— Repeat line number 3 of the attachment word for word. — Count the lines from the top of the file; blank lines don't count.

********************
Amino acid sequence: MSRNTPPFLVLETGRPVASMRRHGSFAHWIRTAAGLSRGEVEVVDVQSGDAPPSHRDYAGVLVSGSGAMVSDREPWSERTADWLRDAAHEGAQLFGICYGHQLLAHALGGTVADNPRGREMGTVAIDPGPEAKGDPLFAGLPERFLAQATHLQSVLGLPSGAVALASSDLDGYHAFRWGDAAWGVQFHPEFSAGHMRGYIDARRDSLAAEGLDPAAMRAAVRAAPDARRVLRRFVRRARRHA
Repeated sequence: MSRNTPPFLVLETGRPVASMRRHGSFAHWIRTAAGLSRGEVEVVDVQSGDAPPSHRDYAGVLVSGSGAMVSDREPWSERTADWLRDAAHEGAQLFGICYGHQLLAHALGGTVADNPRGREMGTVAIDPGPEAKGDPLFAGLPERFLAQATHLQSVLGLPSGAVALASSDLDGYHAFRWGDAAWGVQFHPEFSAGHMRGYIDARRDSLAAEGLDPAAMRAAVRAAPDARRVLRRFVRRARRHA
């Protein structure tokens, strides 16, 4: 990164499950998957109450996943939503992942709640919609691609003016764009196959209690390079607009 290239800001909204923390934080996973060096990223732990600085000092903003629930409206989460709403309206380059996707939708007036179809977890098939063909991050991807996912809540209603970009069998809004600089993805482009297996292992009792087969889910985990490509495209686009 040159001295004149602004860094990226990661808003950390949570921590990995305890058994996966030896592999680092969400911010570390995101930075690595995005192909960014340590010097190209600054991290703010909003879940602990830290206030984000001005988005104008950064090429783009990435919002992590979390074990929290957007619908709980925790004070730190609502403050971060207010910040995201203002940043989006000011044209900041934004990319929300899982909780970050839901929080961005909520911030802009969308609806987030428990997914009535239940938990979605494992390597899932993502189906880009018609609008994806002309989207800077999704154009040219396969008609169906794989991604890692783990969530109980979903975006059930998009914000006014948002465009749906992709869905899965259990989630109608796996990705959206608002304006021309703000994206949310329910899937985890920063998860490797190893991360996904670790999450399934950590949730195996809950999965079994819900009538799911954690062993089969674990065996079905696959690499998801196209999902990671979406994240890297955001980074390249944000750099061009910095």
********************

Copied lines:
């Protein structure tokens, strides 16, 4: 990164499950998957109450996943939503992942709640919609691609003016764009196959209690390079607009 290239800001909204923390934080996973060096990223732990600085000092903003629930409206989460709403309206380059996707939708007036179809977890098939063909991050991807996912809540209603970009069998809004600089993805482009297996292992009792087969889910985990490509495209686009 040159001295004149602004860094990226990661808003950390949570921590990995305890058994996966030896592999680092969400911010570390995101930075690595995005192909960014340590010097190209600054991290703010909003879940602990830290206030984000001005988005104008950064090429783009990435919002992590979390074990929290957007619908709980925790004070730190609502403050971060207010910040995201203002940043989006000011044209900041934004990319929300899982909780970050839901929080961005909520911030802009969308609806987030428990997914009535239940938990979605494992390597899932993502189906880009018609609008994806002309989207800077999704154009040219396969008609169906794989991604890692783990969530109980979903975006059930998009914000006014948002465009749906992709869905899965259990989630109608796996990705959206608002304006021309703000994206949310329910899937985890920063998860490797190893991360996904670790999450399934950590949730195996809950999965079994819900009538799911954690062993089969674990065996079905696959690499998801196209999902990671979406994240890297955001980074390249944000750099061009910095």